A rideshare accident lawyer is someone we hope you will never need, but we understand why we’re needed. When Transportation Network Service drivers like those for Uber and Lyft that offer ridesharing services are involved in a collision there are usually three or more entities involved in the claim which amounts to a lot of phone calls and hair-pulling levels of frustration. If there is an injury as a result of a vehicle collision with a rideshare driver as a passenger, driver, pedestrian, or bicyclist, then the stakes are even higher due to medical costs and lost wages during recovery. A catastrophic injury or loss of life from a rideshare accident is the worst-case scenario for someone to have to face and no one should face this alone. And with the increase in rideshare use, injuries and fatalities are an unfortunate reality.
There’s no doubt rideshare services are rapidly increasing in popularity. The California Mid-State Fair is held near our office in Paso Robles (we can even hear the concerts from our office!) and in recent years the site relocated the free shuttle services to make room for rideshare pick-ups and drop-offs directly in front of the venue. Local residents who charge patrons to park in their yard even dropped prices this year, too. The convenience of ridesharing is undeniable. But at what cost?
The San Francisco County Transportation Authority commissioned their own study looking at VMT (vehicle miles traveled) and found that Uber and Lyft are the ‘biggest contributors’ to San Francisco’s traffic congestion. Uber and Lyft came forward with their own study this month from a transportation consultancy review of six cities, including San Francisco, and again found that there is a statistically significant increase in traffic congestion brought on from these rideshare services – as much as 13.4% in San Francisco County, with a noticeable increase closer to the city’s core. The data has been increasing as rideshare and transportation network service use increases.
Traffic congestion is certainly a nuisance, but what does this mean for traffic fatalities in San Francisco and California as a whole? California has been one of the states with the highest traffic fatality rates for many years. The National Highway Traffic Safety Administration (NHTSA) publishes statistics on traffic accidents with fatalities including pedestrian and bicyclist fatalities from vehicle collisions (see our chart below).
If we were to compare California’s traffic fatality rate in 1985 (4,960) to California in 2017 (3,602), you can see that the rate of traffic accident fatalities is down overall, but looking at more recent years (since 2014), the traffic collision death rate is going back up. Now, keep in mind that California is currently the state with the second most pedestrian and bicyclist fatalities involving traffic collisions (Florida is first), which means many of these victims are pedestrians or people riding a bicycle, something San Francisco is working very hard to end with the Vision Zero initiative.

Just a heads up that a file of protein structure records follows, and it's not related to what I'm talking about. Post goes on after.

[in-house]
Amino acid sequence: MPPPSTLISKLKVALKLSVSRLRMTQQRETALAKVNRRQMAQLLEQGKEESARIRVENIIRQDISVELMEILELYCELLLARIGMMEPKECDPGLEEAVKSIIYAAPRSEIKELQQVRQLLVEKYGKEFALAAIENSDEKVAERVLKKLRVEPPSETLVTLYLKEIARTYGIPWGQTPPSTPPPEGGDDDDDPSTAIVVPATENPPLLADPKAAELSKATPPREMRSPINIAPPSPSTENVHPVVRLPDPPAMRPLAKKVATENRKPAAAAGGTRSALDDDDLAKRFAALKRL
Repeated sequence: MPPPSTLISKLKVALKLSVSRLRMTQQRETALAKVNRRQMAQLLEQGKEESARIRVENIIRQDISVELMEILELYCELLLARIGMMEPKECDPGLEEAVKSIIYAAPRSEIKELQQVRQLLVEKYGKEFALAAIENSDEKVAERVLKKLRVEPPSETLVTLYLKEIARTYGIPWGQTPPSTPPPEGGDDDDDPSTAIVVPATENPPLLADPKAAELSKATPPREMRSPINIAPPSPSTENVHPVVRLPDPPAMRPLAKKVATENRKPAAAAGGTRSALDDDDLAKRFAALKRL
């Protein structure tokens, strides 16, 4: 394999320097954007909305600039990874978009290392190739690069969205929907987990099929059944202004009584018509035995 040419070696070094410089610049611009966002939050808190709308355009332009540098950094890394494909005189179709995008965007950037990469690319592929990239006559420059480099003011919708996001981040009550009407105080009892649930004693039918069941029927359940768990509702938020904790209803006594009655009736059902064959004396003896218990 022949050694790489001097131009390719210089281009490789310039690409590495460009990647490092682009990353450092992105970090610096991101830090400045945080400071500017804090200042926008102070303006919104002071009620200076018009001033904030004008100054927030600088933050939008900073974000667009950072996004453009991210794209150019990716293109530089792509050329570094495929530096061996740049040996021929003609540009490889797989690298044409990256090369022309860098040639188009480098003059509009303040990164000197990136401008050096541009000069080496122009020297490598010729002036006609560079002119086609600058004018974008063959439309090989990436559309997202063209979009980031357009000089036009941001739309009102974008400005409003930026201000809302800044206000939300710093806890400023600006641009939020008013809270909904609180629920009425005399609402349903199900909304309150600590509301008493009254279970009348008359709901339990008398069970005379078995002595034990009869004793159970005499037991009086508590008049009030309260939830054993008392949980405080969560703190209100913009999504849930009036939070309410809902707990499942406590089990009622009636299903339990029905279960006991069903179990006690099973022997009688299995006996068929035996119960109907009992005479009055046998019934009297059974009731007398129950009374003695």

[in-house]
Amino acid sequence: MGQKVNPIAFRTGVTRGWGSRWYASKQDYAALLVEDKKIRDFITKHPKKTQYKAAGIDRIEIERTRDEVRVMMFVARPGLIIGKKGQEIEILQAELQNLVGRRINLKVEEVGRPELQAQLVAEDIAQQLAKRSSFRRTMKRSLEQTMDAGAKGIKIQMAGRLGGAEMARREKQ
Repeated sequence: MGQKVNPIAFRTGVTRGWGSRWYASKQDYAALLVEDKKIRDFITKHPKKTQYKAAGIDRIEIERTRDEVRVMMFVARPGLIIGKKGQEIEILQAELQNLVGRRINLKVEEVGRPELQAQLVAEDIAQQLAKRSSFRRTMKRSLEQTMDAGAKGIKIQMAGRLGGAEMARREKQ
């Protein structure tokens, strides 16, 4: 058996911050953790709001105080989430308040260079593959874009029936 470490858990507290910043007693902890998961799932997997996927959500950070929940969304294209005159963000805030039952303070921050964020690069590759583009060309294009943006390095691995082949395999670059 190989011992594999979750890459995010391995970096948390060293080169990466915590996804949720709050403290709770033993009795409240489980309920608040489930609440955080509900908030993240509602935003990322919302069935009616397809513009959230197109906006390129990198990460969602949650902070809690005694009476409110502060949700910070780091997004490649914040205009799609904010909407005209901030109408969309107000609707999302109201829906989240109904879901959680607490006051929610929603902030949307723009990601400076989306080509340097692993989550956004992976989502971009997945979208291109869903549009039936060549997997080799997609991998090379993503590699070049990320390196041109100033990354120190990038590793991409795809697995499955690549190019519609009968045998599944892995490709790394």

If you’re wondering how rideshare accidents have anything to do with traffic fatalities in San Francisco, you may want to read this recent study from the University of Chicago and Rice University, “The Cost of Convenience: Ridehailing and Traffic Fatalities,” which found a correlation to the increase in fatal car crashes and the launching of Uber and Lyft in the cities they examined. They found an increase of about 3% in the number of traffic fatalities for both vehicle occupants and pedestrians/bicyclists which has been the complete opposite of what many people expected. The idea behind transportation network services was to assist in convenience and provide an alternative for people who are or will likely be impaired and unable to drive themselves; which is a great idea on the surface as there were nearly 11,000 people killed by impaired drivers in 2017 and more than 1,000 of these people were pedestrians.
But this study and others like it have been hindered by the transportation network service providers in finding the total number of accidents and fatalities directly caused by or involving a rideshare driver. Uber, as an example, requires injured parties who seek lawful compensation for their injuries to sign a confidentiality clause as a condition of settlement. These confidentiality clauses are often referred to as ‘gag orders’ because they suppress the information and effectively keep the statistics of injuries and/or fatalities caused by drivers within their network from public scrutiny and reports. This makes it nearly impossible to provide hard data demonstrating that traffic fatalities are rising in California from the use of rideshare services. The associated increase of 3% in traffic-related fatalities due to ridesharing accidents may be an understatement.